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I'm not all that good with Maths, so i was hoping some of you guys could help?

I'm trying to make a function to convert mouse coordiantes into a particular tile in an isometric view.

It won't let me post images for a stupid reason, so ill just link the image:

Link

All of the algorithms i have seen so far work with the X & Y axes going diagonal, my game is currently set up like this, and i would like to keep it so.

Is there an algorithm so that if the mouse was at the red dot, it would return the coordinates of the tile that it is sitting on? (6,2)

Thanks in advance!

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Do you know affine transformations? –  Thomas Ahle Nov 30 '12 at 15:44
    
Nope, But i'm googling it now :) –  Dylan Lundy Nov 30 '12 at 15:45
    
It's a way to transform between different perspective/zoom/rotation/translation-combinations by a simple matrix multiplication. If you can define it in one direction, it's easy to go back. –  Thomas Ahle Nov 30 '12 at 15:46
    
Well thats REALLY confusing....Could you please explain it a little? –  Dylan Lundy Nov 30 '12 at 15:47
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3 Answers

There is a good start : http://www.java-gaming.org/index.php?topic=23656.0

Enjoy :)

EDIT

Full-trusted "DrDobb's" website, full article on this : http://www.drdobbs.com/parallel/designing-isometric-game-environments/184410055

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This doesn't really help at all, This has 3D input and is converting from Tile coord to screen location. I want the other way around. –  Dylan Lundy Nov 30 '12 at 15:47
    
@Dylan Lundy : Added new link for you, C++ language but easily translatable to Java. –  Benj Nov 30 '12 at 15:49
    
How did you know i was using java? O.o mindreader..... Also the same issue is there, they have documented with diagonal axises, mine is not diagonal.... EDIT: Oh wait i tagged it XD –  Dylan Lundy Nov 30 '12 at 15:55
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           <0;4>
 x      <0;3> <1;4>
     <0;2> <1;3> <2;4>
  <0;1> <1;2> <2;3> <3;4>
<0;0> <1;1> <2;2> <3;3> <4;4>
  <1;0> <2;1> <3;2> <4;3> 
     <2;0> <3;1> <4;2> 
  y     <3;0> <4;1> 
           <4;0> 

I rendered the tiles like above.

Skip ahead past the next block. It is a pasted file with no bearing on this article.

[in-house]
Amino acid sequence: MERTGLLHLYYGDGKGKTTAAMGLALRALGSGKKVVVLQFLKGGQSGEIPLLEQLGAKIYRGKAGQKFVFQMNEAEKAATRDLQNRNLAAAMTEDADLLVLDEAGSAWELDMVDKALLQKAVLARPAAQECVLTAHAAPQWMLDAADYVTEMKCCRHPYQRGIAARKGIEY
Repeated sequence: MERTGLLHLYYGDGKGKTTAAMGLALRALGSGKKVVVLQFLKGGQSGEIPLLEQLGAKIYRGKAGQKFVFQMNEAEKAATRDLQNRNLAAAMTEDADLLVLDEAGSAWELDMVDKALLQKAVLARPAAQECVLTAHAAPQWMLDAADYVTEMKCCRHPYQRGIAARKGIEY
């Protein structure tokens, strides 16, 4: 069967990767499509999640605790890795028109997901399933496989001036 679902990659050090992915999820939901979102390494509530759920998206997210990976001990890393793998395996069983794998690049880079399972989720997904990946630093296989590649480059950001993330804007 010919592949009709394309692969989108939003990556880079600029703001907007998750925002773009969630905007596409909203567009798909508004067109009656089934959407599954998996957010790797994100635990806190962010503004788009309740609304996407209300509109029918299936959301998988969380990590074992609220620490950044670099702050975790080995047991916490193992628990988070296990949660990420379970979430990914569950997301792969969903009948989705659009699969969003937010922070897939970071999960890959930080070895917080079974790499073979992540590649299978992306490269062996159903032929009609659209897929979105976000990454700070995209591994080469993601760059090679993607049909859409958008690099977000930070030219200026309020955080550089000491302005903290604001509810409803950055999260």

the sollution is VERY simple!

first thing:

my Tile width and height are both = 32 this means that in isometric view, the width = 32 and height = 16! Mapheight in this case is 5 (max. Y value)

y_iso & x_iso == 0 when y_mouse=MapHeight/tilewidth/2 and x_mouse = 0

when x_mouse +=1, y_iso -=1

so first of all I calculate the "per-pixel transformation"

TileY = ((y_mouse*2)-((MapHeight*tilewidth)/2)+x_mouse/2;

TileX = x_mouse-TileY;

to find the tile coordinates I just devide both by tilewidth

TileY = TileY/32; TileX = TileX/32;

DONE!! never had any problems!

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It's quite easy actually once you get your head wrapped around it. All you do is find out where your mouse is relative to the map and then reverse to how you are drawing the tiles.

I draw my map in the double "for" loop like this:

For x coord: x * (TileWidth / 2) - (y * (TileWidth / 2))
For y coord: x * (TileHeight / 2) + (y * (TileHeight / 2))

So my x goes from top left to bottom right and my y goes from top right to bottom left. Mind though, like for the first tile the world coord will be 0,0 but the top pixel starts at x=0 + (tilewidth / 2) so we have to compensate for that when we are looking to find which tile the mouse is over. (or we could do that for the whole world itself by giving it a offset).

Now first we have to find the mouse position in relation to the world since you probably want a moving camera. My camera's centre starts as 0,0 so i have to compensate the mouse by half the screen width like so:

mouseWorldPosX = mouse.x + cam.x - (screen.width / 2)
mouseWorldPosY = mouse.y + cam.y - (screen.height / 2)

This is all we need to calculate the mouse position back to tile position.

For X:

tileX = (mouseWorldPosX + (2 * mouseWorldPosY) - (tileWidth / 2)) / tileWidth

As you can see we divide the whole thing by the tilewidth since we multiplied it in the draw method. The (tileWidth / 2) is just there to compensate for the offset i mentioned earlier.

For Y:

tileY = (mouseWorldPosX - (2 * mouseWorldPosY) - (tileHeight / 2) / -tileWidth

It's practically the same but the other way around. We subtract the Y world position since the Y axis runs the other way around. This time we compensate the offset for the height of the tile and we divide the whole thing by negative tilewidth, again since it runs the other way.

I hope this helps below is a working example of a method i looked up, it returns a vector with the tile coordinates:

public Vector2 MouseTilePosition(Camera cam, GraphicsDevice device)
    {
        float mPosX = newMouseState.X + (cam.Position.X - (device.Viewport.Width / 2));
        float mPosY = newMouseState.Y + (cam.Position.Y - (device.Viewport.Height / 2));

        float posx = (mPosX + (2 * mPosY) - (Map.TileWidth / 2)) / Map.TileWidth;
        float posy = (mPosX - (2 * mPosY) - (Map.TileHeight / 2)) / -Map.TileWidth;

        return new Vector2((int)posx, (int)posy);
    }
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